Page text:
“We Believe In One God”
Genesis 2:1-9; Nicene Creed

I want to start by asking you a question… What do you believe? What sort of things do you think about, especially during the month of October, when you look about at the earth around us? What do you believe about God?

The church is a place known for knowing God. Some people will look at us and think, “There is where we find out everything about God.” Or some people might think, “Well, that could be a place to learn a bit about God.”

We gather in our churches because of this wonder, this journey of seeking to know more about God. Why is it we are drawn to this place? Why do we want to come and here the same thing each and every week? It’s kind of funny when you think about it, because if we were a television show who followed the exact same formula each and every week with hardly any variance ever, we would have been cancelled long ago!

Yet we come. For some strange, unexplainable reason we keep coming back into this place. A place where we can ask questions, a place where we feel we might learn something and grow. But why? Why do we do it? What do we believe will happen if we stop?

I thought it might be helpful if we took a look at some of our foundational statements that have helped form the Christian church. There are a couple of them which have been historically adopted, such as the Apostles’ Creed, but I decided that we might take a look at the Nicene Creed. It’s not one we use a lot, at least not in the United Church of Canada, but it says a lot about what our foundations are. In the case of the Nicene Creed, it’s focus is on the Father, Son and Holy Spirit, the trinity, the three-fold form of God.

But first, we should probably recite it together before we begin to look deeper into this statement of faith.

We believe in one God,
the Father, the Almighty,
maker of heaven and earth,
of all that is, seen and unseen. 

We believe in one Lord, Jesus Christ,
the only Son of God,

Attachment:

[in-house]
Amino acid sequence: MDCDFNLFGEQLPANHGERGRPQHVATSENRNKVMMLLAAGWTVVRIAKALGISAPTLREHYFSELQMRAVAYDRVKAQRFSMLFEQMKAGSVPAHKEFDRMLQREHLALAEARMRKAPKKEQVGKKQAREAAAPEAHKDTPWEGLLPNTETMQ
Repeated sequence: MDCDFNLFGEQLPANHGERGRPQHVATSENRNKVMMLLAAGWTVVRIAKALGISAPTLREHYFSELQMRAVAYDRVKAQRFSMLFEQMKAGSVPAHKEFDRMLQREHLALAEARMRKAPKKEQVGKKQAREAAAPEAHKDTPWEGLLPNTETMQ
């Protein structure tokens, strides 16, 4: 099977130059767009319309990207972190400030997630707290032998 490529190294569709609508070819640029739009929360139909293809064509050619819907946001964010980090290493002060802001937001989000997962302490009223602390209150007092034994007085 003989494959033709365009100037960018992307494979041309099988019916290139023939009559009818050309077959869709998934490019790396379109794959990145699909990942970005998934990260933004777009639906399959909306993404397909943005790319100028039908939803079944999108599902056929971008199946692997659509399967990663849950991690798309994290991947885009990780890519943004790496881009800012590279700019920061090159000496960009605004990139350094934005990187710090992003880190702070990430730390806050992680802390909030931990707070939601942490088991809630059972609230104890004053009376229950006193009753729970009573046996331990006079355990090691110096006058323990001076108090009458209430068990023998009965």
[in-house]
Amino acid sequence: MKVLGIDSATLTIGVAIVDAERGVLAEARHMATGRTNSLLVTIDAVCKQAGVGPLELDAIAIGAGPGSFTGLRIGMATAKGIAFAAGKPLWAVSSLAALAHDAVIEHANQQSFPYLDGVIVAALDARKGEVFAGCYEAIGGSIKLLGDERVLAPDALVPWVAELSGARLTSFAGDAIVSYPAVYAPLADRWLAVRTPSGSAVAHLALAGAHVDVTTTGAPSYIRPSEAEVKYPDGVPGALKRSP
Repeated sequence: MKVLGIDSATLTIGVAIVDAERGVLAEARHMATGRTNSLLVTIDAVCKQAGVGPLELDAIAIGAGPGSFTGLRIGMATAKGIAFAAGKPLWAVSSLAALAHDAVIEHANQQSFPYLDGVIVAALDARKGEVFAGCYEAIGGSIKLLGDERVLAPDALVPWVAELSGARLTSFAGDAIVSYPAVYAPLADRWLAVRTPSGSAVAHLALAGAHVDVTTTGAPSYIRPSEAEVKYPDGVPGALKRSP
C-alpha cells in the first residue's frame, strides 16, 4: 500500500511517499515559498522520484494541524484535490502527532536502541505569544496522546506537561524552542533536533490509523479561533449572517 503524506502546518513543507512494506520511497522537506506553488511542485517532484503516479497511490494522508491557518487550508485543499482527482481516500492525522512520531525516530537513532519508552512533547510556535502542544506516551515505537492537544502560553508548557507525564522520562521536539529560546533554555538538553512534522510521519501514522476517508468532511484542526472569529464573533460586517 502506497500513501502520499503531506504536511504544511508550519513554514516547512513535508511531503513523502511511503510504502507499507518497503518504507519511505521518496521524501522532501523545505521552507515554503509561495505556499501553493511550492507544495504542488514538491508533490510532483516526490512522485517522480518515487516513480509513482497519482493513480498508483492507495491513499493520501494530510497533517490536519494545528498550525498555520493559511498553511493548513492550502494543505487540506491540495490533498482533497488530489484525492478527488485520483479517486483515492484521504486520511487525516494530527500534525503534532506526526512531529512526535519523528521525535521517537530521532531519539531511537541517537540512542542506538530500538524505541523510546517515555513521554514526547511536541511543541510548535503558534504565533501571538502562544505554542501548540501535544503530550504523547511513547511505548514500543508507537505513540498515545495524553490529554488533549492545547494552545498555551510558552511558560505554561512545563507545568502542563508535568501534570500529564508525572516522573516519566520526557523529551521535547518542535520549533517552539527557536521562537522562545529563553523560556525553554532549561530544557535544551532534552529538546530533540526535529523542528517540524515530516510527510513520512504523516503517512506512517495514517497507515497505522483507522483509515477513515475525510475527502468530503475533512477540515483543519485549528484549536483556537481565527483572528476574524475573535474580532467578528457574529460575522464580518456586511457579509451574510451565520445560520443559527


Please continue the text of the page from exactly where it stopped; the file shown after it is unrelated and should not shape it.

eternally begotten of the Father,
God from God, light from light,
true God from true God,
begotten, not made,
of one Being with the Father;
through him all things were made.
For us and for our salvation
he came down from heaven,
was incarnate of the Holy Spirit and the Virgin Mary
and became truly human.
For our sake he was crucified under Pontius Pilate;
he suffered death and was buried.
On the third day he rose again
in accordance with the Scriptures;
he ascended into heaven
and is seated at the right hand of the Father.
He will come again in glory to judge the living and the dead,
and his kingdom will have no end. 

We believe in the Holy Spirit, the Lord, the giver of life,
who proceeds from the Father [and the Son],
who with the Father and the Son is worshiped and glorified,
who has spoken through the prophets.
We believe in one holy catholic and apostolic Church.
We acknowledge one baptism for the forgiveness of sins.
We look for the resurrection of the dead,
and the life of the world to come. Amen.

This morning we’re going to look at just the first little bit of the Creed, the section relating to the first member of the trinity, God.

“We believe in one God,
the Father, the Almighty,
maker of heaven and earth,
of all that is, seen and unseen.”

These are four simple lines that seem so straight forward, and yes they are.